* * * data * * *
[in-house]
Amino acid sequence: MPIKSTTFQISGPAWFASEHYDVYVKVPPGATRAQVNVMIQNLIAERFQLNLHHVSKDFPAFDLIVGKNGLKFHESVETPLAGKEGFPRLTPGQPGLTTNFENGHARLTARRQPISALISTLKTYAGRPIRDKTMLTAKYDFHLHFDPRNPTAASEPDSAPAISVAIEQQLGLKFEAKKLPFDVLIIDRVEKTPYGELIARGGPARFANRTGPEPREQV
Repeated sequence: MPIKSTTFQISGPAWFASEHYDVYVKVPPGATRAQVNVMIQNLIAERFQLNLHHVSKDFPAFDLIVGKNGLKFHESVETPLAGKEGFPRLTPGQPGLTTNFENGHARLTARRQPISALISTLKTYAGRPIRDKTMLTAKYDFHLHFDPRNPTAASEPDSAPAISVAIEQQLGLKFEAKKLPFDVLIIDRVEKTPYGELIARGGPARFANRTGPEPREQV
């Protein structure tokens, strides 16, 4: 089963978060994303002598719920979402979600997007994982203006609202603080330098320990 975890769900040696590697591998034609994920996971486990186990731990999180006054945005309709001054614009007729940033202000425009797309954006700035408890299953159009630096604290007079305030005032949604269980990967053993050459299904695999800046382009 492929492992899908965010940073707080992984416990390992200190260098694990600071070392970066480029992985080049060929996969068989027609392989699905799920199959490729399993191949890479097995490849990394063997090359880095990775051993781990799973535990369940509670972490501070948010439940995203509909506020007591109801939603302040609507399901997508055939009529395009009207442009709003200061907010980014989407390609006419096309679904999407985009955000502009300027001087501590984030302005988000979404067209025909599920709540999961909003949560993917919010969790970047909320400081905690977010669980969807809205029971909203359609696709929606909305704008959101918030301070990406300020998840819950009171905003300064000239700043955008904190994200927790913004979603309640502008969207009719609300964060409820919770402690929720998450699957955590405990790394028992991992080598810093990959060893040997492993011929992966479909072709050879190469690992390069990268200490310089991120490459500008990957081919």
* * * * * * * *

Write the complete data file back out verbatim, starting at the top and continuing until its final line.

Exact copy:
[in-house]
Amino acid sequence: MPIKSTTFQISGPAWFASEHYDVYVKVPPGATRAQVNVMIQNLIAERFQLNLHHVSKDFPAFDLIVGKNGLKFHESVETPLAGKEGFPRLTPGQPGLTTNFENGHARLTARRQPISALISTLKTYAGRPIRDKTMLTAKYDFHLHFDPRNPTAASEPDSAPAISVAIEQQLGLKFEAKKLPFDVLIIDRVEKTPYGELIARGGPARFANRTGPEPREQV
Repeated sequence: MPIKSTTFQISGPAWFASEHYDVYVKVPPGATRAQVNVMIQNLIAERFQLNLHHVSKDFPAFDLIVGKNGLKFHESVETPLAGKEGFPRLTPGQPGLTTNFENGHARLTARRQPISALISTLKTYAGRPIRDKTMLTAKYDFHLHFDPRNPTAASEPDSAPAISVAIEQQLGLKFEAKKLPFDVLIIDRVEKTPYGELIARGGPARFANRTGPEPREQV
């Protein structure tokens, strides 16, 4: 089963978060994303002598719920979402979600997007994982203006609202603080330098320990 975890769900040696590697591998034609994920996971486990186990731990999180006054945005309709001054614009007729940033202000425009797309954006700035408890299953159009630096604290007079305030005032949604269980990967053993050459299904695999800046382009 492929492992899908965010940073707080992984416990390992200190260098694990600071070392970066480029992985080049060929996969068989027609392989699905799920199959490729399993191949890479097995490849990394063997090359880095990775051993781990799973535990369940509670972490501070948010439940995203509909506020007591109801939603302040609507399901997508055939009529395009009207442009709003200061907010980014989407390609006419096309679904999407985009955000502009300027001087501590984030302005988000979404067209025909599920709540999961909003949560993917919010969790970047909320400081905690977010669980969807809205029971909203359609696709929606909305704008959101918030301070990406300020998840819950009171905003300064000239700043955008904190994200927790913004979603309640502008969207009719609300964060409820919770402690929720998450699957955590405990790394028992991992080598810093990959060893040997492993011929992966479909072709050879190469690992390069990268200490310089991120490459500008990957081919």